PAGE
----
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Does Consumerism Degrade Democracy?

(Photo by Robin Holland)

Conversing with Bill Moyers on this week’s JOURNAL, Benjamin Barber commented:

"Democracy means pluralism. If everything’s religion, we rightly distrust it. If everything’s politics, even in good politics, we rightly distrust it. But when everything’s marketing and everything’s retail and everything’s shopping, we somehow think that enhances our freedom. Well, it doesn’t. It has the same corrupting effect on the fundamental diversity and variety that are our lives, that make us human, that make us happy. And, in that sense, focusing on shopping and the fulfillment of private consumer desires actually undermines our happiness."

What do you think?

  • Do you agree with Barber’s take on consumerism?

  • Do Barber's remarks have a special resonance during the holiday marketing blitz?

  • If so, how can we as individuals and as a society transcend the commercialism to bring more humanity and "fundamental diversity and variety" to our holiday experience?


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    Lots of Good information in your post, I favorited your blog post so I can visit again in the future, Cheers

    I don't agree with the title of this piece. There are two misconceptions at work. 1) We don't live in a Democracy. 2) Capitolism drives this train, not (as suggested) the Keynesian Model. We are very wastefull as a society.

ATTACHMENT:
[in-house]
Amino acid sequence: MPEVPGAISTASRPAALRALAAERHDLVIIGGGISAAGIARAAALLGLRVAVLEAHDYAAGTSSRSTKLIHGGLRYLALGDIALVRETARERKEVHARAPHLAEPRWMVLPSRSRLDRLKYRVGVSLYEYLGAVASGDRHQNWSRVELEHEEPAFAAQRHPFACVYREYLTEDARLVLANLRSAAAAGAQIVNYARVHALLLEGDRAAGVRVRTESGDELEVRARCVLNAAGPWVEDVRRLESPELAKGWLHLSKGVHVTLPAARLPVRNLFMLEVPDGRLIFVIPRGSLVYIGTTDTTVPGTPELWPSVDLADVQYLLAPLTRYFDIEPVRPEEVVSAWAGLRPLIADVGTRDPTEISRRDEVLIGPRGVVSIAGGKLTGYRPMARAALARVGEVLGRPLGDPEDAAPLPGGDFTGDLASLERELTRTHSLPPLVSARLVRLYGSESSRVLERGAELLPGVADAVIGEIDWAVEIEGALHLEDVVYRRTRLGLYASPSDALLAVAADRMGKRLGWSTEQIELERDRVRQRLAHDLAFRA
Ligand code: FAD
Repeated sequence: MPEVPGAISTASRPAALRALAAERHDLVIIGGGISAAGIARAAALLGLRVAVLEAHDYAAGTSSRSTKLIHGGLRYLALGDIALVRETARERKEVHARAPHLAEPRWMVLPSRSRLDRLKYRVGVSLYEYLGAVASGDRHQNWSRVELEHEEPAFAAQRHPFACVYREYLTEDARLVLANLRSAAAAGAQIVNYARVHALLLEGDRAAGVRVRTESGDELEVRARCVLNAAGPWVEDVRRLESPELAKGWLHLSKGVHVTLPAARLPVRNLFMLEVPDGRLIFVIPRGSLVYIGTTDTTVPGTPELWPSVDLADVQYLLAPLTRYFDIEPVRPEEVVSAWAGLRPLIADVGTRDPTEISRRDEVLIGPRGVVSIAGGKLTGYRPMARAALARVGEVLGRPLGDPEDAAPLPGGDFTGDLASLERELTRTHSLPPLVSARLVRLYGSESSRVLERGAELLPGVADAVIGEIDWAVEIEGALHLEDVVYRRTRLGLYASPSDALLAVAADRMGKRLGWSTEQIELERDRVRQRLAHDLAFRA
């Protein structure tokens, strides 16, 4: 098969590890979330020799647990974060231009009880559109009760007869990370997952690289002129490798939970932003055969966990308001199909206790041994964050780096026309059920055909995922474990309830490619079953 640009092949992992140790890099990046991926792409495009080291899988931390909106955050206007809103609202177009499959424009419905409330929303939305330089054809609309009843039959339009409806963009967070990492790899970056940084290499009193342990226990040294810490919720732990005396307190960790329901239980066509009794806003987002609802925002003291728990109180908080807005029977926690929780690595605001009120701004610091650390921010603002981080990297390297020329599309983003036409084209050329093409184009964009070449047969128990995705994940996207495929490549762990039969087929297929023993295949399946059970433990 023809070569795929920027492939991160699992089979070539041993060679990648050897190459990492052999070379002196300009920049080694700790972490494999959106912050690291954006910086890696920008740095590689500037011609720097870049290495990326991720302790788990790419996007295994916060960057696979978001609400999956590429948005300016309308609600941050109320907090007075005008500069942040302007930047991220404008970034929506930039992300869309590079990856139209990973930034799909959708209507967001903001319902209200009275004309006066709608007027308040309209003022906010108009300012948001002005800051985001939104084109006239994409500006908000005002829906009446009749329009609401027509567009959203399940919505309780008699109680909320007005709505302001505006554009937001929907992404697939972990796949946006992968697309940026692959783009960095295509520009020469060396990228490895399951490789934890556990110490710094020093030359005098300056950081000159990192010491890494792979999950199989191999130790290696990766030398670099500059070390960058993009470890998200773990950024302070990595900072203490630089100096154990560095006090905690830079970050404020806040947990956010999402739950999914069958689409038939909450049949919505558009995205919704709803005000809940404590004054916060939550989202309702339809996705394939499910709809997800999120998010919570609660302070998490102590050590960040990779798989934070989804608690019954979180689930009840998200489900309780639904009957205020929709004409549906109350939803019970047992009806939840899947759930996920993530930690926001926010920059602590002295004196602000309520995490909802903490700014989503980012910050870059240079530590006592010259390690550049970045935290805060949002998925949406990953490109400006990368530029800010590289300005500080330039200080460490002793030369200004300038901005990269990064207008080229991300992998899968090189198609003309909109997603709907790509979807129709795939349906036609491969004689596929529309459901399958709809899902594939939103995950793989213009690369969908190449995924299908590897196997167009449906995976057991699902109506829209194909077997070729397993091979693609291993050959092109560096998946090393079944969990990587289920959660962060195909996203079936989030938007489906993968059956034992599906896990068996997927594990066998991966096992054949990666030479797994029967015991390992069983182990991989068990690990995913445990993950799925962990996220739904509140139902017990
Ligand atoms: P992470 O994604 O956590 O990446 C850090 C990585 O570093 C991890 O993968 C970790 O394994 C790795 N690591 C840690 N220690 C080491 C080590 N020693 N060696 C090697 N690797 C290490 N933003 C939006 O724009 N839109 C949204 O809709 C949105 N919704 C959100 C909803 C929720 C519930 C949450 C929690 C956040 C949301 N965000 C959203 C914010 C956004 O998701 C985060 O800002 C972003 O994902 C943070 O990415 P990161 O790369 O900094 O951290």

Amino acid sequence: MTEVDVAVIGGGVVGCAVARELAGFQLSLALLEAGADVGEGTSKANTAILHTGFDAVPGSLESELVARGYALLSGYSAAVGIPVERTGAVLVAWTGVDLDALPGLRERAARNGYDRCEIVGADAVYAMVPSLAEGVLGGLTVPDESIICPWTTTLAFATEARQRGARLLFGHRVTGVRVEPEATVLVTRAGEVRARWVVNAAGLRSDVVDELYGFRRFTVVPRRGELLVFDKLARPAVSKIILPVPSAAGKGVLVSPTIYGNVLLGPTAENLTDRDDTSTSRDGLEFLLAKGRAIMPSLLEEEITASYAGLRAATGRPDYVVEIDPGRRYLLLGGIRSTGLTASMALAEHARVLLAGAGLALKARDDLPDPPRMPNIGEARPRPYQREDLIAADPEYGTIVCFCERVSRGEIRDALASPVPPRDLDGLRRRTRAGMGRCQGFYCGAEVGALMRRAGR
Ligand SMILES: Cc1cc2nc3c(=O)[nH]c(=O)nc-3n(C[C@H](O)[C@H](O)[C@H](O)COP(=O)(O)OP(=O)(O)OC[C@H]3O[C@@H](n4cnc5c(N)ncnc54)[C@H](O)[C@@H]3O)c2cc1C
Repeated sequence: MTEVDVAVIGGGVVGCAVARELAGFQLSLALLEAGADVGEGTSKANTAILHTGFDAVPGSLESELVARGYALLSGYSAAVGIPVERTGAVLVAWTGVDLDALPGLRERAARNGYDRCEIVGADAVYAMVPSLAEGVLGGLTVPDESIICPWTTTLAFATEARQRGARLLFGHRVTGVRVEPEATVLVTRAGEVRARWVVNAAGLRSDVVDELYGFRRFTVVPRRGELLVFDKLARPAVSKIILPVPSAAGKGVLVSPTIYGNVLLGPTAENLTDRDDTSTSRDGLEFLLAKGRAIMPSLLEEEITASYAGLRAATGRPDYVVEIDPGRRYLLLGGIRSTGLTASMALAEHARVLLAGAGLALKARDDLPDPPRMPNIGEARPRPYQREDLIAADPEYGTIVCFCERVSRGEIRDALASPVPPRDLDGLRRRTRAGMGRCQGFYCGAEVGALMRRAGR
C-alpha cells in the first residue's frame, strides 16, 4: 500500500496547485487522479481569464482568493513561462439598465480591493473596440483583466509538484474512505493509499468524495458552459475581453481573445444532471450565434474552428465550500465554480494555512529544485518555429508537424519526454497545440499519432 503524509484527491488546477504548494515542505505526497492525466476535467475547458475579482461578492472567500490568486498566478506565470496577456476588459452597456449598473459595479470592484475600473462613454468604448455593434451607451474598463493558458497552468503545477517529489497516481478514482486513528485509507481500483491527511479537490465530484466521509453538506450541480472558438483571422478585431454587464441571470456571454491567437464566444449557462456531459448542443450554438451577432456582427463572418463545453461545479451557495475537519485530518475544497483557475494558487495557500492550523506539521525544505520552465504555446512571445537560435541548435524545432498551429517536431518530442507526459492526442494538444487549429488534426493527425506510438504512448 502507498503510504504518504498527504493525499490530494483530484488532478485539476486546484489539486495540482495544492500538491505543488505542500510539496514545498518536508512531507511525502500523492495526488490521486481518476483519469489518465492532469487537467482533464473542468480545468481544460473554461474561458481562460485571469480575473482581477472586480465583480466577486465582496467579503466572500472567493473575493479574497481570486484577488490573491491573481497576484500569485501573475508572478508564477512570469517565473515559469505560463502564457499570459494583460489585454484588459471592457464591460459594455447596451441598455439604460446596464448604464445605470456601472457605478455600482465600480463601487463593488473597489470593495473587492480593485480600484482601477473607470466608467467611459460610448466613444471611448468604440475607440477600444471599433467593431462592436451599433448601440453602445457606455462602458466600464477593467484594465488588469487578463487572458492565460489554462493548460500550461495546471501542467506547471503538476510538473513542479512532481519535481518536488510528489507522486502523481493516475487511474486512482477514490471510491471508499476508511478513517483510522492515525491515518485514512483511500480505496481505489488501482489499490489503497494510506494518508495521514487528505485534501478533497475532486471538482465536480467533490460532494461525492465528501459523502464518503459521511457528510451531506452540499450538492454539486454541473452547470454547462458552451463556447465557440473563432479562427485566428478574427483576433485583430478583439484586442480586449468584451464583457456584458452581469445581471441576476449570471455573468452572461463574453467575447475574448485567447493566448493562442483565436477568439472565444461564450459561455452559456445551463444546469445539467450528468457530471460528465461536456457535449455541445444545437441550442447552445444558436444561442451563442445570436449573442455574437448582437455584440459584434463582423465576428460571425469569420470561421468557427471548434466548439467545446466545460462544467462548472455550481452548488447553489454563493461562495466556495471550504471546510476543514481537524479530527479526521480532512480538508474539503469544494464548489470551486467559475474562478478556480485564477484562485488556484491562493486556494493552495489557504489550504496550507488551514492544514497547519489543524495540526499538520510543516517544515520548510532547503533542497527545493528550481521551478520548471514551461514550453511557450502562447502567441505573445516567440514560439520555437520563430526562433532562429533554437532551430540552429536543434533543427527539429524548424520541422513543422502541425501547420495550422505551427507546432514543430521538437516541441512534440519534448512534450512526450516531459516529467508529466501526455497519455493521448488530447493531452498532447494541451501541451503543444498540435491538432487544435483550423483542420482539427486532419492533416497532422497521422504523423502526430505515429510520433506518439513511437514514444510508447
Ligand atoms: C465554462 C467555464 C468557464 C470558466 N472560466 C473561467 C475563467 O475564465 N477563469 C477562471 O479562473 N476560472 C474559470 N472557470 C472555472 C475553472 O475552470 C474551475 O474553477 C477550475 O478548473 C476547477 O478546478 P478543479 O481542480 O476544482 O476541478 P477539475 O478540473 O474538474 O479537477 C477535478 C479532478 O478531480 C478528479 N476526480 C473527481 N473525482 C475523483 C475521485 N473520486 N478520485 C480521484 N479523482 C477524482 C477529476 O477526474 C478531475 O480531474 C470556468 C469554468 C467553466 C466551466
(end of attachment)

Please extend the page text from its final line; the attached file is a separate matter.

consumerist.com/ is democracy.

    Dear Mr. Moyer,
    I watched your interview with Benjamin Barber about today’s problems with consumerism and capitalism. Although I was aware of the state of our economy, I found the interview very eye opening and disturbing. I found it very interesting that even a cartoon was pointing out society’s obsession with buying unneeded products. It was a scary thought when you talked about how indebted we will be to China and other countries who own the dollar.
    I completely agree with Mr. Barber’s view that consumerism has gotten out of hand. The stores are producing anything and everything they think will make them some money, whether people need it or not. If we don’t need it, they trick us into thinking we do. I’d like to reference the pet rock. How someone made society believe that they needed to pay money to get a rock for a pet is beyond me. I also agreed with Mr. Barber when he said the marketers create a hysteria about purchasing. He uses Black Friday as an example. While it is the customers’ decision to shop that day, I feel that the corporations pressure people to shop that day at obscene hours by leading them to believe they are saving money at sales. Mr. Barber also made a validate point when he said that capitalist societies have turned adults into children when it comes to shopping. When we are children we have to have everything, the latest toy, more candy, etc.. As we grow up we are suppose to grow out of that phase and learn to live within our means so we can create a secure life for our children and families. Unfortunately, today’s marketers and credit card companies, with help from some others, have been undoing that teaching. You don’t have the money? That’s ok, just put it on a credit card.